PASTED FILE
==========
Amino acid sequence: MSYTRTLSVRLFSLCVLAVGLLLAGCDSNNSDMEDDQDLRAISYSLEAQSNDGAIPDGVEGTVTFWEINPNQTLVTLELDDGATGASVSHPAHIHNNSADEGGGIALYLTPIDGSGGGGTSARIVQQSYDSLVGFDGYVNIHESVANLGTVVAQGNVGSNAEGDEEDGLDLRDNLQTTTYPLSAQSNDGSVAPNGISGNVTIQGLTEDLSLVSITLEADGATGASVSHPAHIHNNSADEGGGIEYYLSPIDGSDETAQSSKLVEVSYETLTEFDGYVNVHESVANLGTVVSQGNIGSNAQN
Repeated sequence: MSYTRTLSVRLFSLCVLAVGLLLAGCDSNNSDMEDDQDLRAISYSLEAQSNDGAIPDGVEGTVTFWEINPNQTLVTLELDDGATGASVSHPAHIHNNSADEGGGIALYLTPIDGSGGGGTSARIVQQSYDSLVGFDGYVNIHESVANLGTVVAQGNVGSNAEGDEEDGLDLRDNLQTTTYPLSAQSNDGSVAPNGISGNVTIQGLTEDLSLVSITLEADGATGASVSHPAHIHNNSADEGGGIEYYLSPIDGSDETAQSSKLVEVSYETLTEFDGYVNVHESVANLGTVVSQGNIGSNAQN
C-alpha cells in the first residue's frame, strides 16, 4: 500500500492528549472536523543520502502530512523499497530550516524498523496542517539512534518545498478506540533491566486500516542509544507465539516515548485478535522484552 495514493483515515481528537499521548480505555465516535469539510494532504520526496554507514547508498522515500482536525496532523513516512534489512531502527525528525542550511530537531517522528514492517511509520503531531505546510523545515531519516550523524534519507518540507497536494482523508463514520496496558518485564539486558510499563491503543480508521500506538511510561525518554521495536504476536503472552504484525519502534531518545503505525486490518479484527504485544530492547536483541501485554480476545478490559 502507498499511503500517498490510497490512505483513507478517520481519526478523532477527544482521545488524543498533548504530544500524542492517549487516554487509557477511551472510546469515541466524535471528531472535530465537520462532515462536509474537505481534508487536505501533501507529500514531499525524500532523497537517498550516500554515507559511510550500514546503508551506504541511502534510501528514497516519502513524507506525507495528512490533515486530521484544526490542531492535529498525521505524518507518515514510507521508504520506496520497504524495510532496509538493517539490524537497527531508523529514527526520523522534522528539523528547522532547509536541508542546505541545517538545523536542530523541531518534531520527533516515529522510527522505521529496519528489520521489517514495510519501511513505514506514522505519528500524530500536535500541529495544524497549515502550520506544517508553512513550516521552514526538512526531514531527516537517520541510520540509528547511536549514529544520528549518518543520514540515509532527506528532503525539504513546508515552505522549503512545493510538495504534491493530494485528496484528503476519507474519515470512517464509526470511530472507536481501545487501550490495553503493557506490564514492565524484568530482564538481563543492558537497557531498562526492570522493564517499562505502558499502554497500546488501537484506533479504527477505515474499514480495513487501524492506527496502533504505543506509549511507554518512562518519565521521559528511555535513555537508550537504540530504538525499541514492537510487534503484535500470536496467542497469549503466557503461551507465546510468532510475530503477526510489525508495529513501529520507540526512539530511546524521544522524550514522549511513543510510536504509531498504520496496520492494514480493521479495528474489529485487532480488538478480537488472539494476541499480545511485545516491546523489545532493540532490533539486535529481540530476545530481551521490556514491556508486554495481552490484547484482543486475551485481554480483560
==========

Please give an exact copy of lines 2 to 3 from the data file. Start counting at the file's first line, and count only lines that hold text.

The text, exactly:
Repeated sequence: MSYTRTLSVRLFSLCVLAVGLLLAGCDSNNSDMEDDQDLRAISYSLEAQSNDGAIPDGVEGTVTFWEINPNQTLVTLELDDGATGASVSHPAHIHNNSADEGGGIALYLTPIDGSGGGGTSARIVQQSYDSLVGFDGYVNIHESVANLGTVVAQGNVGSNAEGDEEDGLDLRDNLQTTTYPLSAQSNDGSVAPNGISGNVTIQGLTEDLSLVSITLEADGATGASVSHPAHIHNNSADEGGGIEYYLSPIDGSDETAQSSKLVEVSYETLTEFDGYVNVHESVANLGTVVSQGNIGSNAQN
C-alpha cells in the first residue's frame, strides 16, 4: 500500500492528549472536523543520502502530512523499497530550516524498523496542517539512534518545498478506540533491566486500516542509544507465539516515548485478535522484552 495514493483515515481528537499521548480505555465516535469539510494532504520526496554507514547508498522515500482536525496532523513516512534489512531502527525528525542550511530537531517522528514492517511509520503531531505546510523545515531519516550523524534519507518540507497536494482523508463514520496496558518485564539486558510499563491503543480508521500506538511510561525518554521495536504476536503472552504484525519502534531518545503505525486490518479484527504485544530492547536483541501485554480476545478490559 502507498499511503500517498490510497490512505483513507478517520481519526478523532477527544482521545488524543498533548504530544500524542492517549487516554487509557477511551472510546469515541466524535471528531472535530465537520462532515462536509474537505481534508487536505501533501507529500514531499525524500532523497537517498550516500554515507559511510550500514546503508551506504541511502534510501528514497516519502513524507506525507495528512490533515486530521484544526490542531492535529498525521505524518507518515514510507521508504520506496520497504524495510532496509538493517539490524537497527531508523529514527526520523522534522528539523528547522532547509536541508542546505541545517538545523536542530523541531518534531520527533516515529522510527522505521529496519528489520521489517514495510519501511513505514506514522505519528500524530500536535500541529495544524497549515502550520506544517508553512513550516521552514526538512526531514531527516537517520541510520540509528547511536549514529544520528549518518543520514540515509532527506528532503525539504513546508515552505522549503512545493510538495504534491493530494485528496484528503476519507474519515470512517464509526470511530472507536481501545487501550490495553503493557506490564514492565524484568530482564538481563543492558537497557531498562526492570522493564517499562505502558499502554497500546488501537484506533479504527477505515474499514480495513487501524492506527496502533504505543506509549511507554518512562518519565521521559528511555535513555537508550537504540530504538525499541514492537510487534503484535500470536496467542497469549503466557503461551507465546510468532510475530503477526510489525508495529513501529520507540526512539530511546524521544522524550514522549511513543510510536504509531498504520496496520492494514480493521479495528474489529485487532480488538478480537488472539494476541499480545511485545516491546523489545532493540532490533539486535529481540530476545530481551521490556514491556508486554495481552490484547484482543486475551485481554480483560